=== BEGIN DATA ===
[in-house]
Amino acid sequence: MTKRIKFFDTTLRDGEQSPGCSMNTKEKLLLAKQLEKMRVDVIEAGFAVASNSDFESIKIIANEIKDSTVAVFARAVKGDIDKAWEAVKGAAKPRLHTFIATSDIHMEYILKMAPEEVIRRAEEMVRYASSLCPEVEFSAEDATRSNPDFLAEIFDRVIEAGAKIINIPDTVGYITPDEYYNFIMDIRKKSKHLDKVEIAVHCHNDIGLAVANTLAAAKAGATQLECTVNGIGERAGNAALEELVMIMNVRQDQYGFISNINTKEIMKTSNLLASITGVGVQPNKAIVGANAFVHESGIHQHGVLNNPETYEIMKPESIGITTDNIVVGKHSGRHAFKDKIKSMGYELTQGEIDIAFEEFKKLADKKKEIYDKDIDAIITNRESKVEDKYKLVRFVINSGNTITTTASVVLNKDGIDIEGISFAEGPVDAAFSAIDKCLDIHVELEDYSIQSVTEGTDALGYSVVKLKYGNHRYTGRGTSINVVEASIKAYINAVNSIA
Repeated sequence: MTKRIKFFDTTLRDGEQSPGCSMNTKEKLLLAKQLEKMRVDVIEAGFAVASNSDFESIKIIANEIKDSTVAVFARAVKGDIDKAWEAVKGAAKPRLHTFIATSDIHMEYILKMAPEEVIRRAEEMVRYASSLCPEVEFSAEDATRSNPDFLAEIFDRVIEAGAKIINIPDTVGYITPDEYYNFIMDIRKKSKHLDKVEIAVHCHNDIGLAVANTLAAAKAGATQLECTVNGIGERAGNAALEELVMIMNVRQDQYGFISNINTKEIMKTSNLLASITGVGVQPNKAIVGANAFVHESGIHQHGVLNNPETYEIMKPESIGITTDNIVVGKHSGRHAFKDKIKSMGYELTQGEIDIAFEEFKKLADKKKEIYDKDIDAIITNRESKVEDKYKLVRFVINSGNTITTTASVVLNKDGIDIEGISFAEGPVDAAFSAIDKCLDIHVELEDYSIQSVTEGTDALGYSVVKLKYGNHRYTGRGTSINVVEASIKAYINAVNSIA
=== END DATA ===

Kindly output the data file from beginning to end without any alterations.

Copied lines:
[in-house]
Amino acid sequence: MTKRIKFFDTTLRDGEQSPGCSMNTKEKLLLAKQLEKMRVDVIEAGFAVASNSDFESIKIIANEIKDSTVAVFARAVKGDIDKAWEAVKGAAKPRLHTFIATSDIHMEYILKMAPEEVIRRAEEMVRYASSLCPEVEFSAEDATRSNPDFLAEIFDRVIEAGAKIINIPDTVGYITPDEYYNFIMDIRKKSKHLDKVEIAVHCHNDIGLAVANTLAAAKAGATQLECTVNGIGERAGNAALEELVMIMNVRQDQYGFISNINTKEIMKTSNLLASITGVGVQPNKAIVGANAFVHESGIHQHGVLNNPETYEIMKPESIGITTDNIVVGKHSGRHAFKDKIKSMGYELTQGEIDIAFEEFKKLADKKKEIYDKDIDAIITNRESKVEDKYKLVRFVINSGNTITTTASVVLNKDGIDIEGISFAEGPVDAAFSAIDKCLDIHVELEDYSIQSVTEGTDALGYSVVKLKYGNHRYTGRGTSINVVEASIKAYINAVNSIA
Repeated sequence: MTKRIKFFDTTLRDGEQSPGCSMNTKEKLLLAKQLEKMRVDVIEAGFAVASNSDFESIKIIANEIKDSTVAVFARAVKGDIDKAWEAVKGAAKPRLHTFIATSDIHMEYILKMAPEEVIRRAEEMVRYASSLCPEVEFSAEDATRSNPDFLAEIFDRVIEAGAKIINIPDTVGYITPDEYYNFIMDIRKKSKHLDKVEIAVHCHNDIGLAVANTLAAAKAGATQLECTVNGIGERAGNAALEELVMIMNVRQDQYGFISNINTKEIMKTSNLLASITGVGVQPNKAIVGANAFVHESGIHQHGVLNNPETYEIMKPESIGITTDNIVVGKHSGRHAFKDKIKSMGYELTQGEIDIAFEEFKKLADKKKEIYDKDIDAIITNRESKVEDKYKLVRFVINSGNTITTTASVVLNKDGIDIEGISFAEGPVDAAFSAIDKCLDIHVELEDYSIQSVTEGTDALGYSVVKLKYGNHRYTGRGTSINVVEASIKAYINAVNSIA